Research students may also attend the research training module that is a compulsory element of our MA degrees. This module will give you a strong foundation in the skills and techniques necessary for effective research in the subject 

Postgraduate students in the department may also register for the Academic German course run by the School of Humanities. This course is designed to provide research students who have little or no experience in this language with the skills to use German in their research. 

A number of University support services exist to assist you during your time at Nottingham and beyond. The Students' Union is a particularly important source of support.

 

Find a supervisor

We encourage you to get in touch with a member of academic staff about your research proposal before submitting an application. They may be able to help you with your proposal and offer support to find funding opportunities in your area.

Details of research supervisors can be found on the Department of History of Art website.

 

Funding

UK/EU Students

Competitive scholarships available include:

  • MA Scholarships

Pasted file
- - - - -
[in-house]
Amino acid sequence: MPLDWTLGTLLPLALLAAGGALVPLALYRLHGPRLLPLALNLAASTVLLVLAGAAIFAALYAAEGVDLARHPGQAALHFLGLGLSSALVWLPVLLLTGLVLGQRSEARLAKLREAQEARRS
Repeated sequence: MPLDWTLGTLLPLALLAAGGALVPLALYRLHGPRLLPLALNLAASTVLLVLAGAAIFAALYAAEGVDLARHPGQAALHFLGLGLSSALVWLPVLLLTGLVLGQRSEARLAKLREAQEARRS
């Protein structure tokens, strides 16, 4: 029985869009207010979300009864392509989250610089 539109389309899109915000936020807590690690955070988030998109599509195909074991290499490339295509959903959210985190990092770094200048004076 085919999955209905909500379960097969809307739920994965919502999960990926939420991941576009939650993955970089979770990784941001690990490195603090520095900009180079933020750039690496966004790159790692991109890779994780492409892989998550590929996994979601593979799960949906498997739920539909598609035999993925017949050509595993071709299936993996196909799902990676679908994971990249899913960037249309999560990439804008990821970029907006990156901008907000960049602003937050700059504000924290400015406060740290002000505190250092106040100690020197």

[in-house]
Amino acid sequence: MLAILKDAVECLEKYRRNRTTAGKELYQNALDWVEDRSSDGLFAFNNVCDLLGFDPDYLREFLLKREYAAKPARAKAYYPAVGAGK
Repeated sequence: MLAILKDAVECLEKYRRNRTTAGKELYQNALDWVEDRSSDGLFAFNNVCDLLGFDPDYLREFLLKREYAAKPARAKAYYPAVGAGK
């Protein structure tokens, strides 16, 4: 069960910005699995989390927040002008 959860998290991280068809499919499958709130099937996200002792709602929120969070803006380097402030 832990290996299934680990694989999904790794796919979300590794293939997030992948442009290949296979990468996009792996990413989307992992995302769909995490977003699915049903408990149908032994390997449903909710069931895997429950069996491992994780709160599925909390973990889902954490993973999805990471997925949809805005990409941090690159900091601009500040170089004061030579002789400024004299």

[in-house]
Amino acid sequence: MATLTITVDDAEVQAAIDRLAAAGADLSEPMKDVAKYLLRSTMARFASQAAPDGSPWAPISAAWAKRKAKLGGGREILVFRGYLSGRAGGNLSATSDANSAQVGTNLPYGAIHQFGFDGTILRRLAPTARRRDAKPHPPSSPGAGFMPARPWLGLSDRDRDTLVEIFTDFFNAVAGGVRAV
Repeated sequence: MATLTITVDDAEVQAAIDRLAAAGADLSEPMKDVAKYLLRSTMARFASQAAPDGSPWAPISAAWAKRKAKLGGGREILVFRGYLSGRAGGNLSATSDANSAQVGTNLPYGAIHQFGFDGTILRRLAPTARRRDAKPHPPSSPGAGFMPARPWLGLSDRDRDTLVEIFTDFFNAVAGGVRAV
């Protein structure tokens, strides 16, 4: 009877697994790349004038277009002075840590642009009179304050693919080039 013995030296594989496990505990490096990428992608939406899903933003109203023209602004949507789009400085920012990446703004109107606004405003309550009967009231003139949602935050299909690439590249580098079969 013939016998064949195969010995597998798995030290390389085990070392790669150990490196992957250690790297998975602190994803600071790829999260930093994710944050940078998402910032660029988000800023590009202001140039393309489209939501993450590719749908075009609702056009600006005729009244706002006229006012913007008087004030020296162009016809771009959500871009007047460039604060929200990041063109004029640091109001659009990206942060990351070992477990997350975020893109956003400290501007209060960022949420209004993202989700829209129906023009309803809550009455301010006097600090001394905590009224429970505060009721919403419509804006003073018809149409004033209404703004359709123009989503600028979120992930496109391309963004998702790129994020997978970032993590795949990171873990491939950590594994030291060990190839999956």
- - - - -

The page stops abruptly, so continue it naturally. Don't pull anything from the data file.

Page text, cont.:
• PhD Scholarships
  • Department MA Studentships
  • School Overseas Research Scholarship

This is by no means a complete list. For up-to-date information and application forms on these and other funding opportunities, please visit the funding section of the department’s website.

The University’s International Office has a wide range of scholarship opportunities for students an EU fee status, including a fee reduction for alumni, and EU and Accession State Scholarships. 

The University Graduate School operates funding schemes of its own to help support current postgraduate research.

International and EU students

The University of Nottingham offers a range of masters scholarships for international and EU students from a wide variety of countries and areas of study.

Applicants must receive an offer of study before applying for our scholarships. Please note the closing dates of any scholarships you are interested in and make sure you submit your masters course application in good time so that you have the opportunity to apply for them.

The International Office also provides information and advice for international and EU students on financing your degree, living costs, external sources of funding and working during your studies.